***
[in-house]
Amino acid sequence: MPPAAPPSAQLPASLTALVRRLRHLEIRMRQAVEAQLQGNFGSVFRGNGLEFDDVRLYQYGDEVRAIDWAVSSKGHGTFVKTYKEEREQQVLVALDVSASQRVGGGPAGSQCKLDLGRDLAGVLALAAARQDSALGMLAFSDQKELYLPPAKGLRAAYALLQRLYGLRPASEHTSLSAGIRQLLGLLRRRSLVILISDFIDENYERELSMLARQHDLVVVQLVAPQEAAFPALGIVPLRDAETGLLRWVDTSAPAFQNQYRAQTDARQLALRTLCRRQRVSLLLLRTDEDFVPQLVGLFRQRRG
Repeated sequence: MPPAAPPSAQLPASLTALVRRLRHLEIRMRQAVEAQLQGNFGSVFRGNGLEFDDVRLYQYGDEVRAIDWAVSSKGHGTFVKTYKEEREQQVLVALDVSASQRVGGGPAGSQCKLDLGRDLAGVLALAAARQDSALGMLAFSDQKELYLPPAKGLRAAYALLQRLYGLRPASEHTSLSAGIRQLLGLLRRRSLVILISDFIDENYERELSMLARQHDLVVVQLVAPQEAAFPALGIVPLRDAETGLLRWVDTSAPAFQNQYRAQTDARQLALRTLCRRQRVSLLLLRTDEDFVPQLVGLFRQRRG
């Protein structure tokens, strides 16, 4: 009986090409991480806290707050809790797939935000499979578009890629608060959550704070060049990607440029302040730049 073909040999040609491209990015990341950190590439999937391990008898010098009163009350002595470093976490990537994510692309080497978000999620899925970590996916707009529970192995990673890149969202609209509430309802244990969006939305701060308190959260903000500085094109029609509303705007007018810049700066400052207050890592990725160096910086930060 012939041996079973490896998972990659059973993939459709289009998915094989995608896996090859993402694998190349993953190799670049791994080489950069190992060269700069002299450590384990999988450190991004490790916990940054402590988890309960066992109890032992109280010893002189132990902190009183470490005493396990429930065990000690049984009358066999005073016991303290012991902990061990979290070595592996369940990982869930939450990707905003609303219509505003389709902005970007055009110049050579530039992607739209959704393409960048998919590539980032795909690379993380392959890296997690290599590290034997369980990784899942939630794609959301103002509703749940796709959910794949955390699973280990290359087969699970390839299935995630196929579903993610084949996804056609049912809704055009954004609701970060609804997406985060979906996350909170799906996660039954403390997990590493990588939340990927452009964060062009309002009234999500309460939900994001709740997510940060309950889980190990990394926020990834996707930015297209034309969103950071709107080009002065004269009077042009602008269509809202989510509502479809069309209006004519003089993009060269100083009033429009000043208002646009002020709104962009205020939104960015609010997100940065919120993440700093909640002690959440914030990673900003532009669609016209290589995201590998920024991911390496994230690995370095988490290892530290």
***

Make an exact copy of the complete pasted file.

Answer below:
[in-house]
Amino acid sequence: MPPAAPPSAQLPASLTALVRRLRHLEIRMRQAVEAQLQGNFGSVFRGNGLEFDDVRLYQYGDEVRAIDWAVSSKGHGTFVKTYKEEREQQVLVALDVSASQRVGGGPAGSQCKLDLGRDLAGVLALAAARQDSALGMLAFSDQKELYLPPAKGLRAAYALLQRLYGLRPASEHTSLSAGIRQLLGLLRRRSLVILISDFIDENYERELSMLARQHDLVVVQLVAPQEAAFPALGIVPLRDAETGLLRWVDTSAPAFQNQYRAQTDARQLALRTLCRRQRVSLLLLRTDEDFVPQLVGLFRQRRG
Repeated sequence: MPPAAPPSAQLPASLTALVRRLRHLEIRMRQAVEAQLQGNFGSVFRGNGLEFDDVRLYQYGDEVRAIDWAVSSKGHGTFVKTYKEEREQQVLVALDVSASQRVGGGPAGSQCKLDLGRDLAGVLALAAARQDSALGMLAFSDQKELYLPPAKGLRAAYALLQRLYGLRPASEHTSLSAGIRQLLGLLRRRSLVILISDFIDENYERELSMLARQHDLVVVQLVAPQEAAFPALGIVPLRDAETGLLRWVDTSAPAFQNQYRAQTDARQLALRTLCRRQRVSLLLLRTDEDFVPQLVGLFRQRRG
């Protein structure tokens, strides 16, 4: 009986090409991480806290707050809790797939935000499979578009890629608060959550704070060049990607440029302040730049 073909040999040609491209990015990341950190590439999937391990008898010098009163009350002595470093976490990537994510692309080497978000999620899925970590996916707009529970192995990673890149969202609209509430309802244990969006939305701060308190959260903000500085094109029609509303705007007018810049700066400052207050890592990725160096910086930060 012939041996079973490896998972990659059973993939459709289009998915094989995608896996090859993402694998190349993953190799670049791994080489950069190992060269700069002299450590384990999988450190991004490790916990940054402590988890309960066992109890032992109280010893002189132990902190009183470490005493396990429930065990000690049984009358066999005073016991303290012991902990061990979290070595592996369940990982869930939450990707905003609303219509505003389709902005970007055009110049050579530039992607739209959704393409960048998919590539980032795909690379993380392959890296997690290599590290034997369980990784899942939630794609959301103002509703749940796709959910794949955390699973280990290359087969699970390839299935995630196929579903993610084949996804056609049912809704055009954004609701970060609804997406985060979906996350909170799906996660039954403390997990590493990588939340990927452009964060062009309002009234999500309460939900994001709740997510940060309950889980190990990394926020990834996707930015297209034309969103950071709107080009002065004269009077042009602008269509809202989510509502479809069309209006004519003089993009060269100083009033429009000043208002646009002020709104962009205020939104960015609010997100940065919120993440700093909640002690959440914030990673900003532009669609016209290589995201590998920024991911390496994230690995370095988490290892530290």